Saturday, 19 July 2014

The "aha" moment - Biblical Scholars Tell Their Stories. Part 8: Michael Ruffin

Part 8 of Peter Enns' series of posts from Christians relating the moment when their detailed study of the Bible exposed them to the reality that the fundamentalist / Biblicist approach to exegesis was untenable comes not from a professional Biblical scholar, but from Michael Ruffin, a pastor of a church in Georgie, USA. [1] Ruffin's story of growing up in a small American town where most of the citizens were manual workers, worshipping at the local Southern Baptist church, and eventually being drawn to university to fulfil his ambition of studying theology is hardly unusual, particularly as he relates how his academic studies introduced him to material (such as the documentary hypothesis) that he realised would have horrified his old hometown pastor. Where the story takes a different twist is the reaction he received from his father when he raised this subject with him.

Ruffin continues:
On a trip home I decided to broach with my Baptist deacon, long-time men’s Sunday School class-teaching father the subject of the liberalism to which I was being subjected. I figured (and probably hoped) that he would tell me to go pack my bags, come back home, and enroll in some safe state school. 
The conversation went like this: 
Me: “Do you know what Dr. Giddens and my textbook say about the Pentateuch?” 
Dad: “About the what?” 
Me: “The Pentateuch. The Torah. The first five books of the Old Testament.” 
Dad: “Oh. No, what do they say?”
Me: “That Moses didn’t write everything in those books.” 
Dad: “Really?” 
Me: “Yes, really.” 
Dad: “Huh. Well, I always wondered how Moses managed to write about his own death.”
That Ruffin's father did not react in the way he'd expected not only ensured that he continued in his academic studies but to quote him had the privilege of having his eyes opened to "all the biblical wonders." It also shows that laypeople are receptive to an approach other than the sterility of Biblical literalism if framed properly.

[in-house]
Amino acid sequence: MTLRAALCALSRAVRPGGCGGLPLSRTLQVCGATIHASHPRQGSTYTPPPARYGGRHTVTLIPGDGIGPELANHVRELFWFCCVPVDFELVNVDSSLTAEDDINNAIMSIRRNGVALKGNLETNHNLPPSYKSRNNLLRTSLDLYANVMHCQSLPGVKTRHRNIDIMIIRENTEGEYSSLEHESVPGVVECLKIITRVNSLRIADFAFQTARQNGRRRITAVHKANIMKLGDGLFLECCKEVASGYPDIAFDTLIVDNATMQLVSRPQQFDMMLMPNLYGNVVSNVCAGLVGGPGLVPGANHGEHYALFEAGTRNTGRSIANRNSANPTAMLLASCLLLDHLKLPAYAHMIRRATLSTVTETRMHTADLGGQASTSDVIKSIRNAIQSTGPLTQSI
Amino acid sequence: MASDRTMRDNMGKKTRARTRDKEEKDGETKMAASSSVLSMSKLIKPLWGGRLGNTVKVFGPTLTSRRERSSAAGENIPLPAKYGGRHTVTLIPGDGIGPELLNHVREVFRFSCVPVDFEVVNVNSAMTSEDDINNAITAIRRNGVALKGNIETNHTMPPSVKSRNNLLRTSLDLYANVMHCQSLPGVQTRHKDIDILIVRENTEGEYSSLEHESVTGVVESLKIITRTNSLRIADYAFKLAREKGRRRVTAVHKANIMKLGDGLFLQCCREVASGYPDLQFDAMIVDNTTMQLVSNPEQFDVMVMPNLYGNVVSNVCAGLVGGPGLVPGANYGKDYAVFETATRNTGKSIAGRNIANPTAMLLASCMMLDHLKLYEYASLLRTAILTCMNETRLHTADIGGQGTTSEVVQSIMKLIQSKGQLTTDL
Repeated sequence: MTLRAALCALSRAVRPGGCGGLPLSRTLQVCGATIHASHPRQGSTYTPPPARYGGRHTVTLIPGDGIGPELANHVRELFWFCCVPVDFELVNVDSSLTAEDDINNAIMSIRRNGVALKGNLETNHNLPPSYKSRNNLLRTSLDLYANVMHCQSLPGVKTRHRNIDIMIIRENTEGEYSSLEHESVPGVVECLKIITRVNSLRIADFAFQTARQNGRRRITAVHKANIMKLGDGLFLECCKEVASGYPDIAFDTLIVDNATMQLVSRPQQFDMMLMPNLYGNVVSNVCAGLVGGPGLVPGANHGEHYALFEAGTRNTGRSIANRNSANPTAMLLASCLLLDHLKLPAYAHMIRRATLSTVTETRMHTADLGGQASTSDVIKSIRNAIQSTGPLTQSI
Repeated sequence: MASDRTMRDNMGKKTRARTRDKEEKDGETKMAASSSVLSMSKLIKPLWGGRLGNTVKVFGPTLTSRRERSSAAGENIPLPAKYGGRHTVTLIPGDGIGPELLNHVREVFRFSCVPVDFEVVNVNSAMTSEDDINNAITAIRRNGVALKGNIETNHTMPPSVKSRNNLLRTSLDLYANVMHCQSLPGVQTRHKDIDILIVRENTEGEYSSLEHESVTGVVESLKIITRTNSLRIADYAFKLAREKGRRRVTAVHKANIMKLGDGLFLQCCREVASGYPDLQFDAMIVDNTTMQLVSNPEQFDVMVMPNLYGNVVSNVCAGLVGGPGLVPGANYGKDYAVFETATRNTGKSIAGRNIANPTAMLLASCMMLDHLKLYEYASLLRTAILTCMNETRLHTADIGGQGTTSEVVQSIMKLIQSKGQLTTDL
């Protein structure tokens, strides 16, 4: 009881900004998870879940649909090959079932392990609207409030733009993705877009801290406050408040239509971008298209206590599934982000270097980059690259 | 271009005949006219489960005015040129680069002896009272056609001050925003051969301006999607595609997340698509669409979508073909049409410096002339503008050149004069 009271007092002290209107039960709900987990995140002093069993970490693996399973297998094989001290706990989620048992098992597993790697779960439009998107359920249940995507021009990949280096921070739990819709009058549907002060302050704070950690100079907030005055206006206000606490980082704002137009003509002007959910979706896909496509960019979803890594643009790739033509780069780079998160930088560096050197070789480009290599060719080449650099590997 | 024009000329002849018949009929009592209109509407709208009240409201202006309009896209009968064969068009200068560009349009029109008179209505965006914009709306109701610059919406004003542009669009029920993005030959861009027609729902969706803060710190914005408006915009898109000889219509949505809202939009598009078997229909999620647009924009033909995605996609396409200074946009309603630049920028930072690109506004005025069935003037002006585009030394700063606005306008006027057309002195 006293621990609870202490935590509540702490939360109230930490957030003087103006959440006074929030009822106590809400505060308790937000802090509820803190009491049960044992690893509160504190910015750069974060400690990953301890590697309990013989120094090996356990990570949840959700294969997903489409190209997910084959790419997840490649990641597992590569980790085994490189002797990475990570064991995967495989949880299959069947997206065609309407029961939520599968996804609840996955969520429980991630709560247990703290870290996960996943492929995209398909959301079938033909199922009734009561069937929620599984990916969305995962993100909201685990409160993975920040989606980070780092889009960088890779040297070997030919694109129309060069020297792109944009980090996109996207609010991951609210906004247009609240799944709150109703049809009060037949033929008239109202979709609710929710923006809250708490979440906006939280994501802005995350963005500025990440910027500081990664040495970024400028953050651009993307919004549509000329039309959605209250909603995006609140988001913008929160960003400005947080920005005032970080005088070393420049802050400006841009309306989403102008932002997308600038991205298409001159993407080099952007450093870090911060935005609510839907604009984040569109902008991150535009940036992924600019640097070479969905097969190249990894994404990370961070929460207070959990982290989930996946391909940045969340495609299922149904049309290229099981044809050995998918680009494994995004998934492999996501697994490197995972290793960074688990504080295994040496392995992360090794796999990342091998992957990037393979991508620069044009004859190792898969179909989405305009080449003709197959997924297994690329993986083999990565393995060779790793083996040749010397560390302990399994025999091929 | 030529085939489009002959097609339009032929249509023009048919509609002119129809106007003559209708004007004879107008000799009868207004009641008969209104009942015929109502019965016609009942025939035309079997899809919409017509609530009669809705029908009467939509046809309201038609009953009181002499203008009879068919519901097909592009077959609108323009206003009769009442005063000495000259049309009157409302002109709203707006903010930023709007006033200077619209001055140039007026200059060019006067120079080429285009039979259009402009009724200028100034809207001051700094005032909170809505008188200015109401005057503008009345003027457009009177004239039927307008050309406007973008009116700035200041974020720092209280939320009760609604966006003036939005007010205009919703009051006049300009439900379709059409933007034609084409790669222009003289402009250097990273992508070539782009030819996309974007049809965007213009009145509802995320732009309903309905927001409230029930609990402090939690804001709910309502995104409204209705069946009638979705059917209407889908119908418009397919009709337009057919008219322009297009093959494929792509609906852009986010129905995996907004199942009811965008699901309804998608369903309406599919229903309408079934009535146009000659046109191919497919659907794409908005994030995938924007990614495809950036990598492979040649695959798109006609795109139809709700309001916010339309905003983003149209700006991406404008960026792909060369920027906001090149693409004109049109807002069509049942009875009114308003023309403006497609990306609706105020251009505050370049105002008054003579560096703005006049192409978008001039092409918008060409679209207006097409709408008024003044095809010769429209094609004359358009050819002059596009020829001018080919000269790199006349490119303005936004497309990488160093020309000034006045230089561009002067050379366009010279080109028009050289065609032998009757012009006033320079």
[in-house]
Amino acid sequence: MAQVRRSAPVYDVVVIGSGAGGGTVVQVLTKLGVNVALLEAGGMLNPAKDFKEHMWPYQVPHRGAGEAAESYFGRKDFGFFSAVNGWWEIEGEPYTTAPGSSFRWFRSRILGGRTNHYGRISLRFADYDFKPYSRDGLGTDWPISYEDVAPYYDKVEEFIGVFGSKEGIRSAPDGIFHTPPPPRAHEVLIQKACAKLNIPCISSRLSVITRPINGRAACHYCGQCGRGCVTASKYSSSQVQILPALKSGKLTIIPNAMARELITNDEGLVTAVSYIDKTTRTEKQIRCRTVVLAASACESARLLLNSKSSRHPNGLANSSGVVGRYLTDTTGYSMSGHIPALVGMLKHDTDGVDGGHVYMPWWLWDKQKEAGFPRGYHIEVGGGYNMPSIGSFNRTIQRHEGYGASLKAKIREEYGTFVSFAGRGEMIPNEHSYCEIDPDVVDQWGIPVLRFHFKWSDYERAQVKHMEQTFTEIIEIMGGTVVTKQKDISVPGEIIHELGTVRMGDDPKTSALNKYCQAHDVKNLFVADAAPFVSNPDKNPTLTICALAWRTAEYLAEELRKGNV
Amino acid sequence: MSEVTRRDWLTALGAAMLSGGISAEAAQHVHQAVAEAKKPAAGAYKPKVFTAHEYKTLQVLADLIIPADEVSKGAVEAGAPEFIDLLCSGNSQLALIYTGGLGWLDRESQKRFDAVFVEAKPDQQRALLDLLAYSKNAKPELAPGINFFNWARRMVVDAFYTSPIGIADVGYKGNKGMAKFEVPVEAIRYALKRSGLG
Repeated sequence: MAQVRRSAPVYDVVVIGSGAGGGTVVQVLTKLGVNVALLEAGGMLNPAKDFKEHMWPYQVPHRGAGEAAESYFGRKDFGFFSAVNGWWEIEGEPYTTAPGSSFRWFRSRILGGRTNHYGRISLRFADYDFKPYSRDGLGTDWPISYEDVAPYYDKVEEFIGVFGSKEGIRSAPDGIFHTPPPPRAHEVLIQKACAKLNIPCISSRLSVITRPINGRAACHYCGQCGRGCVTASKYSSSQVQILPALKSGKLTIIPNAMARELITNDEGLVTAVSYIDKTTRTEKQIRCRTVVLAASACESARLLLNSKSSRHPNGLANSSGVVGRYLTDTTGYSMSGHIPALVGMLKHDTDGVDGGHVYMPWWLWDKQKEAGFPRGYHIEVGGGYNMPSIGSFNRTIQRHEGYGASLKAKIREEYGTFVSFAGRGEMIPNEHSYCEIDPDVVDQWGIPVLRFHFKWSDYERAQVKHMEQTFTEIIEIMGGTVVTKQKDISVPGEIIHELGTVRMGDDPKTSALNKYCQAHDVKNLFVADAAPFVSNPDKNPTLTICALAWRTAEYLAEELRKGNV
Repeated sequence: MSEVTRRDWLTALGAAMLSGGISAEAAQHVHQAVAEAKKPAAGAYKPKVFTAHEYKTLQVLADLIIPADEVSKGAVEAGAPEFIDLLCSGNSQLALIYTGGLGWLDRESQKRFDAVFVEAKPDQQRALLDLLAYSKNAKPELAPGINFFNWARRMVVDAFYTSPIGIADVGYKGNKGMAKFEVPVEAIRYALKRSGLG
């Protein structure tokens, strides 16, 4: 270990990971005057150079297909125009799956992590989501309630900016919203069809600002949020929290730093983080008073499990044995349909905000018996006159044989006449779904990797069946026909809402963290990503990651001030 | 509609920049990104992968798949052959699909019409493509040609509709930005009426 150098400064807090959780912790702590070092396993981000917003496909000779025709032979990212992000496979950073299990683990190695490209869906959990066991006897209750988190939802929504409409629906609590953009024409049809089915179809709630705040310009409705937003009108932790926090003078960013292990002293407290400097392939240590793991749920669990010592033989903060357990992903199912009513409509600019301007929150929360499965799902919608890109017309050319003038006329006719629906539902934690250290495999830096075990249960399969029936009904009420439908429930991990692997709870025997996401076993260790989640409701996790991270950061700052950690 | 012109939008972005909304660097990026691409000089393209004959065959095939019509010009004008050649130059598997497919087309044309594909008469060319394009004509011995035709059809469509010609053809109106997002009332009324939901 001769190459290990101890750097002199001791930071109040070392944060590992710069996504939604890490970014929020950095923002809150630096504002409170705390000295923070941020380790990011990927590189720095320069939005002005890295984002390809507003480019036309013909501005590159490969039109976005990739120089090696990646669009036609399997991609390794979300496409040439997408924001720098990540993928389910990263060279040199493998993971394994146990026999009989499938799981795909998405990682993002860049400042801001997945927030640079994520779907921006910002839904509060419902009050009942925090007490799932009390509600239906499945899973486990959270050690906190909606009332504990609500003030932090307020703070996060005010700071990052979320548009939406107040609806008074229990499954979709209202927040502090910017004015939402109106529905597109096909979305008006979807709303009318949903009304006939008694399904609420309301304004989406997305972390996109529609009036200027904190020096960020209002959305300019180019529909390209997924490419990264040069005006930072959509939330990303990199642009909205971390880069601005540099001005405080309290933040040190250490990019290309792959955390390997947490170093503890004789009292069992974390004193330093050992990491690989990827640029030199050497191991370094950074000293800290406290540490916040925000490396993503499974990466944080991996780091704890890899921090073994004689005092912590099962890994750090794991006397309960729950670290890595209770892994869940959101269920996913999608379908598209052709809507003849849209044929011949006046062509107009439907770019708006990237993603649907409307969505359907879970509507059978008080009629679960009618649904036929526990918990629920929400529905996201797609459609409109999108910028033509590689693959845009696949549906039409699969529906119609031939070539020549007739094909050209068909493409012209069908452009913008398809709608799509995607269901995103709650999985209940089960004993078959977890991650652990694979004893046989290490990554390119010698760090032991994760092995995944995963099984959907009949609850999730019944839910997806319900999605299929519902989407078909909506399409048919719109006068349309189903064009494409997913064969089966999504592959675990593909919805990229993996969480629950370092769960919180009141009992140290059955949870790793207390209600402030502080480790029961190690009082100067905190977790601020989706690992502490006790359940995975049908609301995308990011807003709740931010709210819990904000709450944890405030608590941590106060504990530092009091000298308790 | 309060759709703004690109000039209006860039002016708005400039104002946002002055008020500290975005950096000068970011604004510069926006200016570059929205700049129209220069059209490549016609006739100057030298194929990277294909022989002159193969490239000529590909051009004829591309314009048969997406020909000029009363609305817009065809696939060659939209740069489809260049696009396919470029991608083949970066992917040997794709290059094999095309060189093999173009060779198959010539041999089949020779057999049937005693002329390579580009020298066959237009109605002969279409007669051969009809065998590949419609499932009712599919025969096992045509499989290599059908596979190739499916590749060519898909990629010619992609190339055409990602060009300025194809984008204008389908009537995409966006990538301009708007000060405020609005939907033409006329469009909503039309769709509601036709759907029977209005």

While the Documentary Hypothesis as formulated by Wellhausen has significant problems, this however does not mean that the fundamentalist view that the entire Pentateuch was written by Moses in the 15th century BCE is automatically correct. Far from it. As OT scholar Peter Enns notes:
The Pentateuch was not authored out of whole cloth by a second-millennium Moses but is the end product of a complex literary process—written, oral, or both—that did not come to a close until the postexilic period. This summary statement, with only the rarest exception, is a virtual scholarly consensus after one and a half centuries of debate. To admit this point does not in any way commit someone to one particular theory of how the Pentateuch came to its present form (and it does not in and of itself disallow some writing by Moses, hypothetically). It is only to admit that what we have cannot be explained as an early (second-millennium-BC) document written essentially by one person (Moses). Rather, the Pentateuch has a diverse compositional history spanning many centuries and was brought to completion after the return from exile. [2] (Emphasis in original)
What is worth noting is that at least one early Christadelphians, whose high view of scripture can hardly be doubted, did not dismiss this possibility. Bro Welch, in an article criticising 'higher criticism' nonetheless reminded his readers:
What matters it whether Moses or Joshua or some other person wrote the Pentateuch, whether Daniel or some other person wrote Daniel, or whether Paul or some other person wrote Hebrews? If the Spirit of God is the main actor in the case, the authorship of the various books making up the Bible, so far as the human agents are concerned, has too long since been settled to be disturbed at this late day, especially when this disturbing influence cannot affect in the slightest degree the real authorship of the Bible, or overthrow the wonderful and beautiful unity of purpose and doctrine pervading each one of the books making up the complete Bible record. [3]
It is of course impossible to say what the 19th and early 20th century Christadelphians would have thought about the scholarly consensus on how the Pentateuch reached its final form, but that is not the point. Our goal is not to slavishly follow what they said, but rather to emulate their approach of intelligent, critical engagement with modern scholarship, rather than to follow the YEC  fundamentalists in our community.


1. He was a former professor in the the School of Religion at Belmont University in Nashville, Tennessee and has authored a number of books.
2. Enns, Peter. The Evolution of Adam: What the Bible Does and Doesn’t Say About Human Origins. Grand Rapids, MI: Brazos Press, 2012. p 23
3. Welch ‘The Fundamental Fallacy of “Higher Criticism”’, The Christadelphian (1895) 32:.292